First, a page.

A story is a great way to start a letter
One of the easiest ways to write a note to slip in a card is to start with a story; here is mine for today. This needlepoint is the only thing I have from my great grandmother. Poems are great, too!
My grandfather was a twin, and his mother, my great-grandmother, died in childbirth in Chesire, England. Her name was Eliza Caldecott, born in 1853; the twin boys’ names were Frank and Charles. They both migrated to the United States in their early 20’s. My grandfather was a delight to me, he and Frank worked at Kodak, and when work was tedious, they would switch places and go to each other’s jobs (a perk for identical twins). I was unaware of my grandfather’s orphan upbringing; he never knew his dad, and the boys were separated and sent to different relatives. It must have been hard, illegitimate in the eyes of the community and orphaned. One afternoon my mother was helping him fill out a form, perhaps for social security, and they pulled out his birth certificate; she gasped and said, “Charlie, your name is Harold Charles, not Charles Harold.” The three of us at the table were in shock; I wondered who had named him and, in turn, how no one noticed what his first name was. My grandfather’s face said so much to me at that moment.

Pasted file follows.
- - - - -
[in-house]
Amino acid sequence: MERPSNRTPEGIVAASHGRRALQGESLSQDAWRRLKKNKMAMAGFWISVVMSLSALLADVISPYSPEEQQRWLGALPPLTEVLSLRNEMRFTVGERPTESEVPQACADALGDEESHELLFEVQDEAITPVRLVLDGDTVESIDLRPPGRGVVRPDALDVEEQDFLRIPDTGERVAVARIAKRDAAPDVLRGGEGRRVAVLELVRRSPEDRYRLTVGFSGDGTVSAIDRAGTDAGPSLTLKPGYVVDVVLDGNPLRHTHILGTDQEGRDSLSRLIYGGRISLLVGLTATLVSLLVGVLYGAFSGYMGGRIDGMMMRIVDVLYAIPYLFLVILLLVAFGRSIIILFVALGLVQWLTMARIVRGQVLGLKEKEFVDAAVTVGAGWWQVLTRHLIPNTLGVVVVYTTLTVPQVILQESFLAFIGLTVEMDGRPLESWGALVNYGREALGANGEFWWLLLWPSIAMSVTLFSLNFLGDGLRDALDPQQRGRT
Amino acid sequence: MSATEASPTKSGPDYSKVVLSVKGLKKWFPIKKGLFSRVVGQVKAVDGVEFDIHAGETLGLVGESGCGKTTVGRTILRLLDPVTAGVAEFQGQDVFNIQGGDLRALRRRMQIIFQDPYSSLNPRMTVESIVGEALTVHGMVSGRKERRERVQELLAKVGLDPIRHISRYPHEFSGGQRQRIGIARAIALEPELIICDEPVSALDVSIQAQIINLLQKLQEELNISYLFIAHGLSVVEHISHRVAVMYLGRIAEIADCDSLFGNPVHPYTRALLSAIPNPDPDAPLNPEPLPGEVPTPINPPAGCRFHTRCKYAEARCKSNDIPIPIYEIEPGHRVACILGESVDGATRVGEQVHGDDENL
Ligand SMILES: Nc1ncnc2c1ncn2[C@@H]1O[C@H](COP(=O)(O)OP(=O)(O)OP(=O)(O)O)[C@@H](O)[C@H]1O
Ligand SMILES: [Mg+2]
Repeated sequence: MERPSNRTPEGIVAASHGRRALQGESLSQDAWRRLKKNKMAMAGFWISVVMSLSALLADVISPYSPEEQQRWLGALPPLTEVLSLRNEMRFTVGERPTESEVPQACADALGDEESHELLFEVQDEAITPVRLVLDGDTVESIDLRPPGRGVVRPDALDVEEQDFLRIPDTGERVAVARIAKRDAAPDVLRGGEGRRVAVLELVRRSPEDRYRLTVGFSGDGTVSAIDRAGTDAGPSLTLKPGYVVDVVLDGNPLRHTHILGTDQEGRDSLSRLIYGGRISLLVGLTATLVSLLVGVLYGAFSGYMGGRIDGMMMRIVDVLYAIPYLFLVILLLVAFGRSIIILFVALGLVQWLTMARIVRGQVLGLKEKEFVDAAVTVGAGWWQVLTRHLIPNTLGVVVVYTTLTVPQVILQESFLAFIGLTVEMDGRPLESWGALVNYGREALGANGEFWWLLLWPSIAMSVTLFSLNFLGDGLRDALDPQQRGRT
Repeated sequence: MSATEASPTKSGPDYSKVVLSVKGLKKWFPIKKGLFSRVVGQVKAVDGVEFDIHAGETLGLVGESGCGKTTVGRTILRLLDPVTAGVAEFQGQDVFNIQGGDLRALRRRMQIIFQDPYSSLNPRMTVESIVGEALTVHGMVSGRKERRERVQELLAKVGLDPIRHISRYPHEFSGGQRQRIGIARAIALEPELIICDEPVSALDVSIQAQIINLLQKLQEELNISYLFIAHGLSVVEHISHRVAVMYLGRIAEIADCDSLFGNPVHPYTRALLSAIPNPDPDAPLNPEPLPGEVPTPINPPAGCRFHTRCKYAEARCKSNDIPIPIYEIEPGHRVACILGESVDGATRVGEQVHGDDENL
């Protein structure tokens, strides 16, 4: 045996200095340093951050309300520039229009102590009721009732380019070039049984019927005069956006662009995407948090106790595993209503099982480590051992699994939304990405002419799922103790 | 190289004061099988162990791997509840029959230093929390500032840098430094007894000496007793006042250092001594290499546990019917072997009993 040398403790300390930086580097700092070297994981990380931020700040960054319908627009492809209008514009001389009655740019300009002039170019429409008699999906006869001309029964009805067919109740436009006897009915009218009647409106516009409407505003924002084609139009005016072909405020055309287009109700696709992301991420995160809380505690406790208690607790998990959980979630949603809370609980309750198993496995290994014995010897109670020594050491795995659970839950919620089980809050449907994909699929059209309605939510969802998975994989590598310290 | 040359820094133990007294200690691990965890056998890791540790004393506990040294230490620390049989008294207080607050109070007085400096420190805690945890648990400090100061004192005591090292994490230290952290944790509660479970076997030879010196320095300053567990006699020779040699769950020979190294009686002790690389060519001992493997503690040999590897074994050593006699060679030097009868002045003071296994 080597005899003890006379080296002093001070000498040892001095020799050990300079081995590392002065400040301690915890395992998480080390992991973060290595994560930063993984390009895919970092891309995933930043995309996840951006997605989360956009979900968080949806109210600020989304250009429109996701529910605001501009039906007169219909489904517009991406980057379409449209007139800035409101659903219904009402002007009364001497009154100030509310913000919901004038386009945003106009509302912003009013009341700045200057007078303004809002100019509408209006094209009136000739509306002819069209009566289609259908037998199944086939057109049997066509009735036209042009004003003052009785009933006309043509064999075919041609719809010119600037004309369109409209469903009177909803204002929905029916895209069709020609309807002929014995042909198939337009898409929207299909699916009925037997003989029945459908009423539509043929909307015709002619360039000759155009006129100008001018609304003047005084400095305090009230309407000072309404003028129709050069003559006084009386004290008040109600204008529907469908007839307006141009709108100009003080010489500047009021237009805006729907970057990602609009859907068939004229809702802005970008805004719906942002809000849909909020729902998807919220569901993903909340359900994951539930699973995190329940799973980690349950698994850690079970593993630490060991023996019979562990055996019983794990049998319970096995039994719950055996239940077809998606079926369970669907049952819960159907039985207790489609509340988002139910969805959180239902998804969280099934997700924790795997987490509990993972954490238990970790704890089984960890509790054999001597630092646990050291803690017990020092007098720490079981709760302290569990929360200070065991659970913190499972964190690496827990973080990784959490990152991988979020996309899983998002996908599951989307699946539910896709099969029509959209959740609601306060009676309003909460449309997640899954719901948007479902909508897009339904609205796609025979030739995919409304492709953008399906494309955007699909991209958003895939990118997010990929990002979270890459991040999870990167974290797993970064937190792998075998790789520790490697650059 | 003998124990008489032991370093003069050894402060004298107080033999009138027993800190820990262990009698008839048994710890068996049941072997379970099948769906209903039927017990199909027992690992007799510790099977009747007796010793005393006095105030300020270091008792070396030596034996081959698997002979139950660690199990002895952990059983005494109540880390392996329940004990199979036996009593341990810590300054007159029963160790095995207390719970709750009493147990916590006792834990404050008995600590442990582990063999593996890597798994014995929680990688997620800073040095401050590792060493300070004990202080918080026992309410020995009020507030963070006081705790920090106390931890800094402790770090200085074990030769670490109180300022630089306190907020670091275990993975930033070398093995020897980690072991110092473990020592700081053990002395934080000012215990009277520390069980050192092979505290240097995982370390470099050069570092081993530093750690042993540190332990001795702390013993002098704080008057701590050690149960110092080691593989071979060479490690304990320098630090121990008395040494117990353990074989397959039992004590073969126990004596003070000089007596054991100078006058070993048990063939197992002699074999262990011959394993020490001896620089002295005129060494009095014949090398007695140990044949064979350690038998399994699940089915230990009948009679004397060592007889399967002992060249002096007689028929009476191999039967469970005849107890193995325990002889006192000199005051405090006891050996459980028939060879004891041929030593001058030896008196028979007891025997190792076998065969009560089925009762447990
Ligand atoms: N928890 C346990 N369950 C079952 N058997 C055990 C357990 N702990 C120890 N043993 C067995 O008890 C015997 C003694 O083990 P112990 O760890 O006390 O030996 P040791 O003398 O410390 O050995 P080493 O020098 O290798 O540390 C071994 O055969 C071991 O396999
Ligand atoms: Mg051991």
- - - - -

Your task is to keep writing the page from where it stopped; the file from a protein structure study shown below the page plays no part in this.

I was pregnant at 38, and after a long flight and a yoga class, I began to bleed and worried and knew I was having a miscarriage. My husband & I went to the emergency room, and the doctor confirmed the worst. Dr. Green recommended a D&C to stop the bleeding. I would not have an abortion at a hospital at 10 p.m. after a grueling evening. I said, “No .”She upped the ante, “You must return if you continue bleeding.” I stopped, and weeks later still felt nauseous. My obstetrician called for tests which showed I had twins, the technician kindly explained, as my best friend, Mindy, and I looked at the sonogram, that one of the embryos had an incomplete side which was where the bleeding had probably occurred. My body might absorb that, but the other embryo was healthy, and I was still pregnant. I felt so overjoyed. My daughter was born and has grown up, and I still have that sense of wonder with her. During the lockdown, something jarred in me, and I felt an awareness of that lost twin, the one I saw on the screen that day, hardly formed. I also felt Eliza Caldecott and her loving guidance, knowing we had that twin thing in common and much more. This strange world change we are in, this chaos and stillness, has made me aware I have taken so much for granted.
Please share one of your stories with me; I am here. firstname.lastname@example.org